Right to Education is a rather noble cause, but is it getting implemented right or are schools able to follow closely? It does not seem like at least in rural India. The basic framework, be it in terms of student to teacher ratio or even the basic infrastructure, is fundamentally weak.
Pupil to teacher ratio
|School Enrollment||RTE Std.||Number of Teachers on ground|
Per RTE, a school shall have an all weather building with the following facilities:
- At least one classroom for every teacher
- Office cum store cum head teacher’s room
- Separate toilets for boys and girls
- Safe and adequate drinking water facility to all children
- A kitchen where midday meal is cooked in the school
- Arrangements for securing the school building by boundary wall or fencing.
- Teaching learning equipment: shall be provided to each class as required.
- Library: There shall be a library in each school providing newspapers, magazines and books on all
|% of Schools with|
|Building||Office/Store/Office cum store||74.5|
|Drinking Water||No facility for drinking water||17.4|
|Facility but no drinking water available||10.5|
|Drinking water available||72.2|
|Toilet||No toilet facility||10.1|
|Facility but toilet not useable||38.8|
|Girls' Toilet||% Schools with no separate provision for girls toilets||29.3|
|Of schools with separate girls toilets, % schools where|
|Toilet not useable||14|
|Teaching Learning Material||Teaching learning material in Std 2||80.4|
|Teaching learning material in Std 4||75.9|
|Library but no books being used by children on day of visit||24.4|
|Library books being used by children on day of visit||38.7|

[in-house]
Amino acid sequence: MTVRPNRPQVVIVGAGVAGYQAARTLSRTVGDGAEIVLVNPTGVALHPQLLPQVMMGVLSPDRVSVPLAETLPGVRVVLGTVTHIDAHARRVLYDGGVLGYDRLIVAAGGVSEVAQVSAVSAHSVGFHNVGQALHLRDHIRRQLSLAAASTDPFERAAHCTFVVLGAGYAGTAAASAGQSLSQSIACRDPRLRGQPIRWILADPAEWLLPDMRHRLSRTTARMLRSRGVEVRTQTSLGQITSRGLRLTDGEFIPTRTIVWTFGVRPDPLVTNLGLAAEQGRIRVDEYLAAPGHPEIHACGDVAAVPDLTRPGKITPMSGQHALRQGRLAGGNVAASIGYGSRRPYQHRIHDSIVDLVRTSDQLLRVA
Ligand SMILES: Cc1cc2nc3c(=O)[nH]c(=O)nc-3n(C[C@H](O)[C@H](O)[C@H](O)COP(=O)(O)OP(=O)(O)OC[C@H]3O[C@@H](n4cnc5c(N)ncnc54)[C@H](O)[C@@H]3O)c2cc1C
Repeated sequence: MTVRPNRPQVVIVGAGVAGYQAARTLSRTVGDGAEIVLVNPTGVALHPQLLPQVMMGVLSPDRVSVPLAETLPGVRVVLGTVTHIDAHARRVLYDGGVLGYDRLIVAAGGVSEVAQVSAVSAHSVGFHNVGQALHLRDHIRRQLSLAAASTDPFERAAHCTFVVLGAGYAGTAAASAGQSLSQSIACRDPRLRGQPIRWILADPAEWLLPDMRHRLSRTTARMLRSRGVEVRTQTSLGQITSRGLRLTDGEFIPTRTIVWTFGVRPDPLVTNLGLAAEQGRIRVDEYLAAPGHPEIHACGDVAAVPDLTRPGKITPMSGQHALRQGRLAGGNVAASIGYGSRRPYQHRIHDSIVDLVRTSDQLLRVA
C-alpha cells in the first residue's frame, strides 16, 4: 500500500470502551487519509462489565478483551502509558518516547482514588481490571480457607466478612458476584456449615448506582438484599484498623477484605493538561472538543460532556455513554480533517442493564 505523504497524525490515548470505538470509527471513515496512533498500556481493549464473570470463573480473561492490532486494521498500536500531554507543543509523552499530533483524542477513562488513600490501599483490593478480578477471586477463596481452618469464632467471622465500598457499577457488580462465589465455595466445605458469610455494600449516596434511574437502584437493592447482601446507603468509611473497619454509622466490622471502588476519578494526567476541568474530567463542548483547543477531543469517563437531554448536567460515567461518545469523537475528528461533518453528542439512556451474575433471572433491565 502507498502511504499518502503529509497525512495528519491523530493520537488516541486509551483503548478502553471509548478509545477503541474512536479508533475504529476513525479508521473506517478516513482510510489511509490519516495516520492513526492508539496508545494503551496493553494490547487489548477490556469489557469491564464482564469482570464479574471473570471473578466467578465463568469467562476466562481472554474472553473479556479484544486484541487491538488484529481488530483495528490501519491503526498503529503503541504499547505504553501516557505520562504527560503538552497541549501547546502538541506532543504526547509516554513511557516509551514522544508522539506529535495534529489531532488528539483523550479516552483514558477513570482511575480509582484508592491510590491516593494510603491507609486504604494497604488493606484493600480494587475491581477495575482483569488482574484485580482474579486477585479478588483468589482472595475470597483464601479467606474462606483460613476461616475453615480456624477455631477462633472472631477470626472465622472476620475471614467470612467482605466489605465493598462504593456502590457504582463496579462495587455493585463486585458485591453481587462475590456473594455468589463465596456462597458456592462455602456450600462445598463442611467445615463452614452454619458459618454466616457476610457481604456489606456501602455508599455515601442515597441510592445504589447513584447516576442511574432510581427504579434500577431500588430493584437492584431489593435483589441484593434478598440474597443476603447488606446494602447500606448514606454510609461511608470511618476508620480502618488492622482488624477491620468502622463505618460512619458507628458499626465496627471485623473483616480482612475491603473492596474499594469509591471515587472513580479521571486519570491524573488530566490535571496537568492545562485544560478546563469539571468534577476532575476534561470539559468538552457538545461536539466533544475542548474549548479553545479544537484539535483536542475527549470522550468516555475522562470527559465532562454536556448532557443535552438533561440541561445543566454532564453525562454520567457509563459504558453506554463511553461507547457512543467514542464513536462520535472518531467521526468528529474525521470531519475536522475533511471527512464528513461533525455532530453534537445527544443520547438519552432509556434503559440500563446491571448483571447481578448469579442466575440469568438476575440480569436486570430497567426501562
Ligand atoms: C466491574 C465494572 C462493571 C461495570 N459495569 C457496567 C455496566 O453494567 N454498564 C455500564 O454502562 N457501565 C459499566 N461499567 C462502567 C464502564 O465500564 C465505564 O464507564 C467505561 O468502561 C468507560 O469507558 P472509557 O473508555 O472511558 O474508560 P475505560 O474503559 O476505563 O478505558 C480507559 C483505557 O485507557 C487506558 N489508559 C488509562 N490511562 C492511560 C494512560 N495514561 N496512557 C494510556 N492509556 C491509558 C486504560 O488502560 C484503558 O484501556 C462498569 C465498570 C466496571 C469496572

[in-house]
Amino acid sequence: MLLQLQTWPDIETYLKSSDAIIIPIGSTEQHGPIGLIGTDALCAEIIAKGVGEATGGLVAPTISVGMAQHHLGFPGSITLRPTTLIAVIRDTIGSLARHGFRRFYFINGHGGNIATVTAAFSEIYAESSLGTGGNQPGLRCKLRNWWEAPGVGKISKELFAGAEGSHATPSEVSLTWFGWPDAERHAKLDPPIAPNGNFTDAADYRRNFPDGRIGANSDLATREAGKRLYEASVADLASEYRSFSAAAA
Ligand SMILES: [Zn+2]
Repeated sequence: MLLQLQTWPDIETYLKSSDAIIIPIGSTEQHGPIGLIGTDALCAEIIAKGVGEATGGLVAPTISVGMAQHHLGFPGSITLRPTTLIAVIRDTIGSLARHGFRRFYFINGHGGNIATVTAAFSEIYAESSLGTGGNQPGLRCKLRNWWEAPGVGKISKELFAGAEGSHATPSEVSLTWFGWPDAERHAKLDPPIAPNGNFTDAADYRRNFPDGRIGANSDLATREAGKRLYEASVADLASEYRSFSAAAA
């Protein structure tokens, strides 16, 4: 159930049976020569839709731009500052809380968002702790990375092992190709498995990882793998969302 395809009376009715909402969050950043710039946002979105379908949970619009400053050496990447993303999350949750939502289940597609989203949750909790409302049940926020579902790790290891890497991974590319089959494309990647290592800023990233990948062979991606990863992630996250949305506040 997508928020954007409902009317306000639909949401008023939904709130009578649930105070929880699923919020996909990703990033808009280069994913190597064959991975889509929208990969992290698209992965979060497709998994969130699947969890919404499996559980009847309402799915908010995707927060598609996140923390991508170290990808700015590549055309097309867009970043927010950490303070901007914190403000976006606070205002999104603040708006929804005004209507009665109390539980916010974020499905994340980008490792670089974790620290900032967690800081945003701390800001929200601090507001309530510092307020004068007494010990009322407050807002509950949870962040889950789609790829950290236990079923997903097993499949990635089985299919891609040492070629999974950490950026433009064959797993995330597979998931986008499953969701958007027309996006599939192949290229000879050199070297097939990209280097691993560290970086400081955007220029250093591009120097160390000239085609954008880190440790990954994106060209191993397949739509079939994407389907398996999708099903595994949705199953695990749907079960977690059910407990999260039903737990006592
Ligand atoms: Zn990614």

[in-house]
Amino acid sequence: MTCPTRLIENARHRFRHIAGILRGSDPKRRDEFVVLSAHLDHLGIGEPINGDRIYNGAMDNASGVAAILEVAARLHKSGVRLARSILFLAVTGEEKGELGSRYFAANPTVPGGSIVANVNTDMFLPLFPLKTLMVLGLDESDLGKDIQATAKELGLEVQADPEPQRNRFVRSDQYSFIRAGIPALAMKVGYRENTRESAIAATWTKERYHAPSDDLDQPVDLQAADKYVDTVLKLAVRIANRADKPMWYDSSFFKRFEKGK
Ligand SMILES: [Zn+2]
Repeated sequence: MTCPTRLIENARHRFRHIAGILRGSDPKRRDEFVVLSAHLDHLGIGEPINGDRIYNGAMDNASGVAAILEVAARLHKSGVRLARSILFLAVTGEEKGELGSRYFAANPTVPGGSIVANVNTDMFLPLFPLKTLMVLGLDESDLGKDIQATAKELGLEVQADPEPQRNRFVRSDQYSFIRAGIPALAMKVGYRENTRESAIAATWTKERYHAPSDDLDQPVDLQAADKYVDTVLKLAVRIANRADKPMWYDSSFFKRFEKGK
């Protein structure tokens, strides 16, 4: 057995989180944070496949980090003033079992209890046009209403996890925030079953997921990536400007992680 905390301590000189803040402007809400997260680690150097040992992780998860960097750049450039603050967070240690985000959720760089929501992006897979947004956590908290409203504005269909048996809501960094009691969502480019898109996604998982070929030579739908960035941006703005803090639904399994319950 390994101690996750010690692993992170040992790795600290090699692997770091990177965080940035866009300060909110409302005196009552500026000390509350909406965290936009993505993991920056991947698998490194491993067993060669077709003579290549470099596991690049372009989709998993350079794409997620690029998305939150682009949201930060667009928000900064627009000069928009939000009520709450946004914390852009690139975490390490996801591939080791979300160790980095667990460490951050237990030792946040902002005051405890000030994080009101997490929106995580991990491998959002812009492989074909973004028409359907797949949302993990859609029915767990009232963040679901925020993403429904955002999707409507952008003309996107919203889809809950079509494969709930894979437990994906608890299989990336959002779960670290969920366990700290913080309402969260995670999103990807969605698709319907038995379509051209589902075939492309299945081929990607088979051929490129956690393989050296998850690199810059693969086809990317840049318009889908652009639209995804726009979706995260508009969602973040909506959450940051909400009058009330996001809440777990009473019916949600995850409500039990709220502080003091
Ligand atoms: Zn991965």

|Mid-day Meal||Kitchen shed for cooking midday meal||81.3|
|Midday meal served in school on day of visit||83.4|
It does clearly seem that there are miles to go before the current framework manages to catch up with what RTE prescribes or aims for. In an earlier post, we had mentioned the government's desire to get public sector units to fund many of these initiatives. The money could certainly come in handy to improve basic infrastructure, but teachers have to find it monetarily lucrative enough to remain in rural areas as well.
The reports show some very clear trends as you will see below.
The more prosperous states do well overall, with education improving and % of girl children in schools increasing as well. Focused literacy and education programs are starting to bear fruit. Punjab is an example. Eastern states are starting to do well, and a solid performer has been Himachal Pradesh.
Many states have produced variable results. Year 2009 seems to have been one of fluctuating fortunes as well. The states which are usually oppressive towards girl children (Rajasthan, or western Uttar Pradesh) do poorly even in this survey, naturally. Haryana however, is starting to show improvement.
Very surprisingly Tamil Nadu is one of the worst laggards in providing education (of relevance or impact) in rural areas. The impact of whatever education is getting provided in the state is clearly minimal. This is surprising because there has been no political turmoil of significance, no startling violence or impact of terrorism.
|% of 11-14 year old girls who are not in school||Rajasthan||10-15%|
|attendance % for enrolled children attending primary school||Uttar Pradesh, Bihar||50-60%|
|% of children in Std III who can read Std I text||Tamil Nadu||<30%|
|% of children in Std V who can read Std II text||Tamil Nadu||30-40%|
|% of 11-14 year old girls who are not in school||Punjab, Haryana||0-3%|
|attendance % for enrolled children attending primary school||Himachal Pradesh||>90%|
|% of children in Std III who can read Std I text||Himachal Pradesh, Mizoram||<30%|